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The G8 Summit Process:
Does Politics Trump Economics?

March 8, 2004
Paul H. Nitze School of Advanced International Studies, Washington DC

Hosted by the G8DC Group
and the Paul H. Nitze School for Advanced International Studies
at Johns Hopkins University, Washington DC

Speakers:
Robert C. Fauver, Fauver Associates, and former G7/8 Sherpa
Patrick Cirillo, Deputy Division Chief, International Monetary Fund
Chair:
Charles Doran, Andrew W. Mellon Professor of International Relations and Director of the Center of Canadian Studies, Paul H. Nitze School for Advanced International Studies

Report
by Denisse Rudich

The G8 Summit’s focus has grown exponentially since its inception in 1975 with the Rambouillet Summit. From tackling economic and finance-based matters to addressing issues such as regional security, democratic governance and social welfare concerns, the G8 increasingly takes on a more political agenda. This leads to the question of the primacy of politics over economics, or vice versa, in the G8 Summit process.

The Washington-based G8DC Group and the Paul H. Nitze School of Advanced International Studies (SAIS) at John Hopkins University hosted the event, “The G8 Summits Process: Does Politics Trump Economics?” at John Hopkins University on March 8, 2004, to consider this matter. The event proved a great success, with over 35 audience members from the academic sector, international organizations, think tanks, civil society, and the private sector. Two distinguished speakers, Robert C. Fauver, President of Fauver Associates LLC, and Patrick Cirillo, Deputy Division Chief at the International Monetary Fund (IMF), discussed their experiences working at G8 summits and other international meetings, and weighed the importance of economics and politics in this intricate process. Professor Charles Doran, Andrew W. Mellon Professor of International Relations and Director of the Center of Canadian Studies, welcomed the participants and chaired the event.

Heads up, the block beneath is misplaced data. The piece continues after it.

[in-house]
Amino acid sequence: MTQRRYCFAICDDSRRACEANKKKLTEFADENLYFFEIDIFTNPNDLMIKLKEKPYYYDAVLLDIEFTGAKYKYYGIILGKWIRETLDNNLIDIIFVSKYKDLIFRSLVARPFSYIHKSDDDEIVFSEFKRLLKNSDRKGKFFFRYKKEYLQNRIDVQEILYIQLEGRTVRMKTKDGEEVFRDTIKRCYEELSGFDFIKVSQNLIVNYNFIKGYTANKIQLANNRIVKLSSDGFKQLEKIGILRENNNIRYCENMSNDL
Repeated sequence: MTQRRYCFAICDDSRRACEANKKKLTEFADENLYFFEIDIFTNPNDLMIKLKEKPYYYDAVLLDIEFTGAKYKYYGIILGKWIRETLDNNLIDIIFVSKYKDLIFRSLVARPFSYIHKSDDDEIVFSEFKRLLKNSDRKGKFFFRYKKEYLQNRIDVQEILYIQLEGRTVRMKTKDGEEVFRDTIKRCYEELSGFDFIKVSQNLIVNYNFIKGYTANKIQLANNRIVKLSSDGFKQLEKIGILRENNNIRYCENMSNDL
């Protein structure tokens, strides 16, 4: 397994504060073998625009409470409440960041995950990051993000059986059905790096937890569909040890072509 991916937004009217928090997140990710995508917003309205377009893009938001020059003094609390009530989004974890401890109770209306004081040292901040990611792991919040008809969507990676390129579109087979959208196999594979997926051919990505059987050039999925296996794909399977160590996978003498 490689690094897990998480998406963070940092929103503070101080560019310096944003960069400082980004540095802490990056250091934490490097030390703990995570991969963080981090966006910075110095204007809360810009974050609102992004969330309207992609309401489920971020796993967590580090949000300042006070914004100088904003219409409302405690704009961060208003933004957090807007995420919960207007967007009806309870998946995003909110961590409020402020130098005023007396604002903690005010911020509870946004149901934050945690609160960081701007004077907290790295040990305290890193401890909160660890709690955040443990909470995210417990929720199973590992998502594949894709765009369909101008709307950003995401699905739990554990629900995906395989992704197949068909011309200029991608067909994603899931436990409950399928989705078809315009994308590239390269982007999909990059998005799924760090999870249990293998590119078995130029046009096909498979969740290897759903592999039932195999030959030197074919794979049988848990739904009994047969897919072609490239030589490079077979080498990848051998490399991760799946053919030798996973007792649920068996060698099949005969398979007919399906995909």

Fauver provided a historical perspective of the G8 Summit Process. He highlighted its importance in providing a political “kick” to economically sound policies, such as the need for the floating exchange rates we have today. Fauver stressed that before the age of instant communication and transportation, these summits provided leaders with a unique opportunity to meet and talk informally, allowing them to build a rapport amongst themselves. Today, it is difficult to remember the value added of these meetings.

Politics increasingly became an important aspect of the Summit process across time. For example, the politics of the day pushed first Italy, then Canada, and Russia to gain membership of the G8. It is evident that Russia has no place on the table in economic terms. In that sense, politics has prevailed over economics.

Fauver further provided a unique insight into the varied focus that American presidents have placed on the Summit process. For example, President Jimmy Carter enjoyed personally drafting the economic communiqués. President Ronald Reagan loved people and saw this as an opportunity to share ideas with the leaders of the free world and President Bill Clinton believed that he could “work with these people.” President George Bush Sr., however, did not enjoy the Summit process, often finding it uninteresting and just plain boring. President George Bush Jr., Fauver related, shares a similar attitude to his father’s. Fauver suggested that were this not an election year, the G8 Summit would hold a very low priority for the current Bush administration. As it is, the G8 Summit will be held in Sea Island, Georgia, on June 8 to 10, 2004. It will focus on three themes: freedom, security, and prosperity.

Patrick Cirillo gave an overview of the development of G7 finance ministers’ communiqués, concluding that indeed, politics sometimes does trump over economics.

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